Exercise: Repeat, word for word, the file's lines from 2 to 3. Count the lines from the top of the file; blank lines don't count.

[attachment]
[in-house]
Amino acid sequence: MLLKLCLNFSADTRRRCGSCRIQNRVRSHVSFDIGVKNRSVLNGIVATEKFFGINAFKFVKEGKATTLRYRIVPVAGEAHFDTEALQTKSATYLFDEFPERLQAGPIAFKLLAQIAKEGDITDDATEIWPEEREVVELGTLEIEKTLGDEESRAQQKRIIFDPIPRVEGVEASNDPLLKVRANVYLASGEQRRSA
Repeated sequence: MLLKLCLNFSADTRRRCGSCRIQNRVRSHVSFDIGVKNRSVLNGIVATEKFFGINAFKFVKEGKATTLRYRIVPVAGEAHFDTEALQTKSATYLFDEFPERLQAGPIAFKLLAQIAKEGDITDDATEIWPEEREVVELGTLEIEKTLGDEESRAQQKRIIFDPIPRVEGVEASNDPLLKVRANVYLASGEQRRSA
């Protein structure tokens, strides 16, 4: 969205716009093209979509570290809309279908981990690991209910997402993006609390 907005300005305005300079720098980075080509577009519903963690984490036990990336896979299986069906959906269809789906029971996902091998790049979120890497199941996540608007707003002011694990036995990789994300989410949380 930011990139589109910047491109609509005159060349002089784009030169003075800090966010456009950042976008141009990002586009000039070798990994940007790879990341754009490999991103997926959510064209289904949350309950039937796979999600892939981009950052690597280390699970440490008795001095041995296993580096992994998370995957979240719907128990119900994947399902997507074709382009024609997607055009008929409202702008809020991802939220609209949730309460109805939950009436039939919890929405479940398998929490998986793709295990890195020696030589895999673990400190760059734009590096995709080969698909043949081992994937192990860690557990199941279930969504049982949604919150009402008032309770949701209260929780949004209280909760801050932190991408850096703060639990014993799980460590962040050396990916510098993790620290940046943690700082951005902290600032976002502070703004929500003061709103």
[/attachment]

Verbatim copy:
Amino acid sequence: MLLKLCLNFSADTRRRCGSCRIQNRVRSHVSFDIGVKNRSVLNGIVATEKFFGINAFKFVKEGKATTLRYRIVPVAGEAHFDTEALQTKSATYLFDEFPERLQAGPIAFKLLAQIAKEGDITDDATEIWPEEREVVELGTLEIEKTLGDEESRAQQKRIIFDPIPRVEGVEASNDPLLKVRANVYLASGEQRRSA
Repeated sequence: MLLKLCLNFSADTRRRCGSCRIQNRVRSHVSFDIGVKNRSVLNGIVATEKFFGINAFKFVKEGKATTLRYRIVPVAGEAHFDTEALQTKSATYLFDEFPERLQAGPIAFKLLAQIAKEGDITDDATEIWPEEREVVELGTLEIEKTLGDEESRAQQKRIIFDPIPRVEGVEASNDPLLKVRANVYLASGEQRRSA